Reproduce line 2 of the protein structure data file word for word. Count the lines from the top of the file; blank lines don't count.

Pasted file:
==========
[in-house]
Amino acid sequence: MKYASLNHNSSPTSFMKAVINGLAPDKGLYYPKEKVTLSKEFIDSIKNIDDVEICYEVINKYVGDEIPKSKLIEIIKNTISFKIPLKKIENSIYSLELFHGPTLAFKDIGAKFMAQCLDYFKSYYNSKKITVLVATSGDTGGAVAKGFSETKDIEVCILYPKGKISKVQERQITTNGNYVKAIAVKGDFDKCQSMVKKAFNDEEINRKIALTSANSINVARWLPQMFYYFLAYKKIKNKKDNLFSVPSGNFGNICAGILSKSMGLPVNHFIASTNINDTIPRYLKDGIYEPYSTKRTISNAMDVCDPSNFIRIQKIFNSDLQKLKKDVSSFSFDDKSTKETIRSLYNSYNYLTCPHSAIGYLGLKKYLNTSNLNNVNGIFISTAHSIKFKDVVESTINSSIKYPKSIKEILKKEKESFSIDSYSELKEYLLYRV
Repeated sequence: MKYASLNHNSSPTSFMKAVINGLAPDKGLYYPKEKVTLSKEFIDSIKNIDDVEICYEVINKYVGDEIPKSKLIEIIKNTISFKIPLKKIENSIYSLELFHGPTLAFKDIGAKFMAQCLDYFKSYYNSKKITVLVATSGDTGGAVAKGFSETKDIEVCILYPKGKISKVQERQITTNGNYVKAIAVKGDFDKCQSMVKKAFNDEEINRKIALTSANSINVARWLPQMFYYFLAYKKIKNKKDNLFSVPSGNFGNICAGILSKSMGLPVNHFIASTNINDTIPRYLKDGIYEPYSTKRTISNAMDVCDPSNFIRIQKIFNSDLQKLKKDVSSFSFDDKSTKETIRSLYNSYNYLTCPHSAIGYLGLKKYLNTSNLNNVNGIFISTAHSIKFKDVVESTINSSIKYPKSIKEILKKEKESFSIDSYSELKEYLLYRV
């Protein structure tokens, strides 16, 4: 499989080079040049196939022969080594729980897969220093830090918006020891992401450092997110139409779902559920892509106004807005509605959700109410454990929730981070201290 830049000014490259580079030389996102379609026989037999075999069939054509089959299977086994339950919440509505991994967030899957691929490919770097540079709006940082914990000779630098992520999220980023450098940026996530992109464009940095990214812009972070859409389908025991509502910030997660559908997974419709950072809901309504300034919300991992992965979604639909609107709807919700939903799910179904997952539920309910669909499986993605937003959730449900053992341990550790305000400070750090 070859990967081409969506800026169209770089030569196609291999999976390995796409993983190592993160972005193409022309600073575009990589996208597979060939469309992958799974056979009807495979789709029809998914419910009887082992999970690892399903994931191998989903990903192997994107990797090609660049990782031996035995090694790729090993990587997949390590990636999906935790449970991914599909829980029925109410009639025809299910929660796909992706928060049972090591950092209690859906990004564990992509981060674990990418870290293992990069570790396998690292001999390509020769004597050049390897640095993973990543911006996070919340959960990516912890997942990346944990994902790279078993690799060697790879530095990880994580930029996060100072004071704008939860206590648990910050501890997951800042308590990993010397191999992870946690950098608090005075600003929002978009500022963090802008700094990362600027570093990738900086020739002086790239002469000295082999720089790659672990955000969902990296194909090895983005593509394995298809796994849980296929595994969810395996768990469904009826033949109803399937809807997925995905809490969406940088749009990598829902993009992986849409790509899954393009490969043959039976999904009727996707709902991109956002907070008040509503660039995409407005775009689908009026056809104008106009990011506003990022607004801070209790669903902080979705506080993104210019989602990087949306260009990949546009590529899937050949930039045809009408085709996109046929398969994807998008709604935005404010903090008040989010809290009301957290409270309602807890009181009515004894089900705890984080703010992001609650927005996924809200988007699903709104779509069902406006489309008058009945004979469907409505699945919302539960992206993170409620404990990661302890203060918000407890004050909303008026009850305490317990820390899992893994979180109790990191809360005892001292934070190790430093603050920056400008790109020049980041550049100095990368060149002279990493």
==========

Amino acid sequence: MKYASLNHNSSPTSFMKAVINGLAPDKGLYYPKEKVTLSKEFIDSIKNIDDVEICYEVINKYVGDEIPKSKLIEIIKNTISFKIPLKKIENSIYSLELFHGPTLAFKDIGAKFMAQCLDYFKSYYNSKKITVLVATSGDTGGAVAKGFSETKDIEVCILYPKGKISKVQERQITTNGNYVKAIAVKGDFDKCQSMVKKAFNDEEINRKIALTSANSINVARWLPQMFYYFLAYKKIKNKKDNLFSVPSGNFGNICAGILSKSMGLPVNHFIASTNINDTIPRYLKDGIYEPYSTKRTISNAMDVCDPSNFIRIQKIFNSDLQKLKKDVSSFSFDDKSTKETIRSLYNSYNYLTCPHSAIGYLGLKKYLNTSNLNNVNGIFISTAHSIKFKDVVESTINSSIKYPKSIKEILKKEKESFSIDSYSELKEYLLYRV